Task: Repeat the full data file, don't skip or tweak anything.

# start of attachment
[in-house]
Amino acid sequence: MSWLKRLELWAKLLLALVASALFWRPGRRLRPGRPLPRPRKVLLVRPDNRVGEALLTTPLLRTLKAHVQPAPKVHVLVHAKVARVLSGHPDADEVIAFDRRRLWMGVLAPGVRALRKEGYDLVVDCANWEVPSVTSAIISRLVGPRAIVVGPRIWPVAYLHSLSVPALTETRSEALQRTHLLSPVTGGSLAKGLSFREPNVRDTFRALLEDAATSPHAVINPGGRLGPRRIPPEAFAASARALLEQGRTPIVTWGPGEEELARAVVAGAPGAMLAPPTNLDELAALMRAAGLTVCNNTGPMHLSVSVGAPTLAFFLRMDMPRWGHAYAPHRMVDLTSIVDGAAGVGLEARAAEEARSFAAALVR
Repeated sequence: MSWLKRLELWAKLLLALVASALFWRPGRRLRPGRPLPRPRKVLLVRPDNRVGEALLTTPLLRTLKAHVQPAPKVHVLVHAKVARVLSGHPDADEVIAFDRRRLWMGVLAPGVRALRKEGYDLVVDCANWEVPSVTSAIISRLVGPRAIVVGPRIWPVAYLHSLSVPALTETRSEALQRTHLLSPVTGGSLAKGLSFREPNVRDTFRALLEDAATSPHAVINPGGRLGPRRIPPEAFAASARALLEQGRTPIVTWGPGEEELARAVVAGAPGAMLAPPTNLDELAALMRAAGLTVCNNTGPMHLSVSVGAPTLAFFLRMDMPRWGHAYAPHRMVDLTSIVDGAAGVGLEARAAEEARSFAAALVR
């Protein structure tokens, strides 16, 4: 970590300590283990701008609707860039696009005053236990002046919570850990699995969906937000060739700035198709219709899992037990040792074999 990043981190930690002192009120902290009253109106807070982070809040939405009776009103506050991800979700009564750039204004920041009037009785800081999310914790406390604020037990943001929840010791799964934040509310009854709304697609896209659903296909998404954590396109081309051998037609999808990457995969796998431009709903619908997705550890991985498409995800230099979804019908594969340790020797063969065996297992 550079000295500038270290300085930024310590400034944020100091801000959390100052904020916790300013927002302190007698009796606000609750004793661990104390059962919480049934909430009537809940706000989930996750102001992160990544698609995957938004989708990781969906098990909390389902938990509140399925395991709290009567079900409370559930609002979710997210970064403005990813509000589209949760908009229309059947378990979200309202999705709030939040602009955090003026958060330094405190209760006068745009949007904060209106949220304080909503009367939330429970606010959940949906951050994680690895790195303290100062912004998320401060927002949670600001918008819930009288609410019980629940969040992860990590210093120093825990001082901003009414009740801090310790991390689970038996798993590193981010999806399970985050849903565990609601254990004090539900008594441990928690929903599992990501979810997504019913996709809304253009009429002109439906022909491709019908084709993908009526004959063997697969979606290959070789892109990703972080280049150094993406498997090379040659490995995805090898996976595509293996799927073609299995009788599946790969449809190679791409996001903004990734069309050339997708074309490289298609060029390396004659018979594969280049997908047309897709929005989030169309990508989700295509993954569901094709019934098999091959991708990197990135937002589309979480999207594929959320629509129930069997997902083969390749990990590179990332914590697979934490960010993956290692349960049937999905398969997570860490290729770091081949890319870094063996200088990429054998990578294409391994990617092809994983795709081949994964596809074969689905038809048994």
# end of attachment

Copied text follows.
[in-house]
Amino acid sequence: MSWLKRLELWAKLLLALVASALFWRPGRRLRPGRPLPRPRKVLLVRPDNRVGEALLTTPLLRTLKAHVQPAPKVHVLVHAKVARVLSGHPDADEVIAFDRRRLWMGVLAPGVRALRKEGYDLVVDCANWEVPSVTSAIISRLVGPRAIVVGPRIWPVAYLHSLSVPALTETRSEALQRTHLLSPVTGGSLAKGLSFREPNVRDTFRALLEDAATSPHAVINPGGRLGPRRIPPEAFAASARALLEQGRTPIVTWGPGEEELARAVVAGAPGAMLAPPTNLDELAALMRAAGLTVCNNTGPMHLSVSVGAPTLAFFLRMDMPRWGHAYAPHRMVDLTSIVDGAAGVGLEARAAEEARSFAAALVR
Repeated sequence: MSWLKRLELWAKLLLALVASALFWRPGRRLRPGRPLPRPRKVLLVRPDNRVGEALLTTPLLRTLKAHVQPAPKVHVLVHAKVARVLSGHPDADEVIAFDRRRLWMGVLAPGVRALRKEGYDLVVDCANWEVPSVTSAIISRLVGPRAIVVGPRIWPVAYLHSLSVPALTETRSEALQRTHLLSPVTGGSLAKGLSFREPNVRDTFRALLEDAATSPHAVINPGGRLGPRRIPPEAFAASARALLEQGRTPIVTWGPGEEELARAVVAGAPGAMLAPPTNLDELAALMRAAGLTVCNNTGPMHLSVSVGAPTLAFFLRMDMPRWGHAYAPHRMVDLTSIVDGAAGVGLEARAAEEARSFAAALVR
């Protein structure tokens, strides 16, 4: 970590300590283990701008609707860039696009005053236990002046919570850990699995969906937000060739700035198709219709899992037990040792074999 990043981190930690002192009120902290009253109106807070982070809040939405009776009103506050991800979700009564750039204004920041009037009785800081999310914790406390604020037990943001929840010791799964934040509310009854709304697609896209659903296909998404954590396109081309051998037609999808990457995969796998431009709903619908997705550890991985498409995800230099979804019908594969340790020797063969065996297992 550079000295500038270290300085930024310590400034944020100091801000959390100052904020916790300013927002302190007698009796606000609750004793661990104390059962919480049934909430009537809940706000989930996750102001992160990544698609995957938004989708990781969906098990909390389902938990509140399925395991709290009567079900409370559930609002979710997210970064403005990813509000589209949760908009229309059947378990979200309202999705709030939040602009955090003026958060330094405190209760006068745009949007904060209106949220304080909503009367939330429970606010959940949906951050994680690895790195303290100062912004998320401060927002949670600001918008819930009288609410019980629940969040992860990590210093120093825990001082901003009414009740801090310790991390689970038996798993590193981010999806399970985050849903565990609601254990004090539900008594441990928690929903599992990501979810997504019913996709809304253009009429002109439906022909491709019908084709993908009526004959063997697969979606290959070789892109990703972080280049150094993406498997090379040659490995995805090898996976595509293996799927073609299995009788599946790969449809190679791409996001903004990734069309050339997708074309490289298609060029390396004659018979594969280049997908047309897709929005989030169309990508989700295509993954569901094709019934098999091959991708990197990135937002589309979480999207594929959320629509129930069997997902083969390749990990590179990332914590697979934490960010993956290692349960049937999905398969997570860490290729770091081949890319870094063996200088990429054998990578294409391994990617092809994983795709081949994964596809074969689905038809048994």